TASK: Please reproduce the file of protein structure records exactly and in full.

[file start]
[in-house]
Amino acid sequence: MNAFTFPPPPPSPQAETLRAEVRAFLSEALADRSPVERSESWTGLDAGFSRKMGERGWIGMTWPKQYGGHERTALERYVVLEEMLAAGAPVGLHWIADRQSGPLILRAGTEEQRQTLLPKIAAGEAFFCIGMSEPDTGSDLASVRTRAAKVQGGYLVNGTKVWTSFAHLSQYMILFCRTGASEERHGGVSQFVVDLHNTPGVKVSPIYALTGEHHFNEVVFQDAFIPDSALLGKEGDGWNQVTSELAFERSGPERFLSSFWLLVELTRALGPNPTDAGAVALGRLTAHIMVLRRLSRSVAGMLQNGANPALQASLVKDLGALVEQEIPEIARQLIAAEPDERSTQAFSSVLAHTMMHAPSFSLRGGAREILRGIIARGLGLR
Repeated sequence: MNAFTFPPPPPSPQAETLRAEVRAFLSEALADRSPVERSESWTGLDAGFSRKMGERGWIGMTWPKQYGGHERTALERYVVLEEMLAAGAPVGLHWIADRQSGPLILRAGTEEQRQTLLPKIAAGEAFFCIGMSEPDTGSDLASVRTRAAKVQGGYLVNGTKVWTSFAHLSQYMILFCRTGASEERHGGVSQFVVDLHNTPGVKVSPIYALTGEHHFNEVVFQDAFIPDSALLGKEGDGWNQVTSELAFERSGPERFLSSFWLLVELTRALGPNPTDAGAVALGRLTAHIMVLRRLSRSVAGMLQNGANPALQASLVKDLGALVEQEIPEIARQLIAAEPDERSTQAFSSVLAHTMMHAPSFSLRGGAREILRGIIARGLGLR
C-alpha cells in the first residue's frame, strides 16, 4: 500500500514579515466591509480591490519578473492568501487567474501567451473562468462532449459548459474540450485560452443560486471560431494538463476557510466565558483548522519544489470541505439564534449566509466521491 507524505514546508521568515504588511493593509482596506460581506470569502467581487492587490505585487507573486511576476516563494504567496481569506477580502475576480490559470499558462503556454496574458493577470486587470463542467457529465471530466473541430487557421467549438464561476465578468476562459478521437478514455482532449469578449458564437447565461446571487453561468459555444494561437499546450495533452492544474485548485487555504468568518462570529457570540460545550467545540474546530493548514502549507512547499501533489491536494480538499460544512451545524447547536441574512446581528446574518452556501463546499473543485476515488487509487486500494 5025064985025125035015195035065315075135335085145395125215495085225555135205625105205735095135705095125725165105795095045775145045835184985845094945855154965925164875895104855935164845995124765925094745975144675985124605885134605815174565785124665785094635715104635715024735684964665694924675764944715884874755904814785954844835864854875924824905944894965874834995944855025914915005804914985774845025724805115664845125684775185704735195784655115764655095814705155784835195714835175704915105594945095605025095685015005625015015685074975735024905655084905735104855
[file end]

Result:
[in-house]
Amino acid sequence: MNAFTFPPPPPSPQAETLRAEVRAFLSEALADRSPVERSESWTGLDAGFSRKMGERGWIGMTWPKQYGGHERTALERYVVLEEMLAAGAPVGLHWIADRQSGPLILRAGTEEQRQTLLPKIAAGEAFFCIGMSEPDTGSDLASVRTRAAKVQGGYLVNGTKVWTSFAHLSQYMILFCRTGASEERHGGVSQFVVDLHNTPGVKVSPIYALTGEHHFNEVVFQDAFIPDSALLGKEGDGWNQVTSELAFERSGPERFLSSFWLLVELTRALGPNPTDAGAVALGRLTAHIMVLRRLSRSVAGMLQNGANPALQASLVKDLGALVEQEIPEIARQLIAAEPDERSTQAFSSVLAHTMMHAPSFSLRGGAREILRGIIARGLGLR
Repeated sequence: MNAFTFPPPPPSPQAETLRAEVRAFLSEALADRSPVERSESWTGLDAGFSRKMGERGWIGMTWPKQYGGHERTALERYVVLEEMLAAGAPVGLHWIADRQSGPLILRAGTEEQRQTLLPKIAAGEAFFCIGMSEPDTGSDLASVRTRAAKVQGGYLVNGTKVWTSFAHLSQYMILFCRTGASEERHGGVSQFVVDLHNTPGVKVSPIYALTGEHHFNEVVFQDAFIPDSALLGKEGDGWNQVTSELAFERSGPERFLSSFWLLVELTRALGPNPTDAGAVALGRLTAHIMVLRRLSRSVAGMLQNGANPALQASLVKDLGALVEQEIPEIARQLIAAEPDERSTQAFSSVLAHTMMHAPSFSLRGGAREILRGIIARGLGLR
C-alpha cells in the first residue's frame, strides 16, 4: 500500500514579515466591509480591490519578473492568501487567474501567451473562468462532449459548459474540450485560452443560486471560431494538463476557510466565558483548522519544489470541505439564534449566509466521491 507524505514546508521568515504588511493593509482596506460581506470569502467581487492587490505585487507573486511576476516563494504567496481569506477580502475576480490559470499558462503556454496574458493577470486587470463542467457529465471530466473541430487557421467549438464561476465578468476562459478521437478514455482532449469578449458564437447565461446571487453561468459555444494561437499546450495533452492544474485548485487555504468568518462570529457570540460545550467545540474546530493548514502549507512547499501533489491536494480538499460544512451545524447547536441574512446581528446574518452556501463546499473543485476515488487509487486500494 5025064985025125035015195035065315075135335085145395125215495085225555135205625105205735095135705095125725165105795095045775145045835184985845094945855154965925164875895104855935164845995124765925094745975144675985124605885134605815174565785124665785094635715104635715024735684964665694924675764944715884874755904814785954844835864854875924824905944894965874834995944855025914915005804914985774845025724805115664845125684775185704735195784655115764655095814705155784835195714835175704915105594945095605025095685015005625015015685074975735024905655084905735104855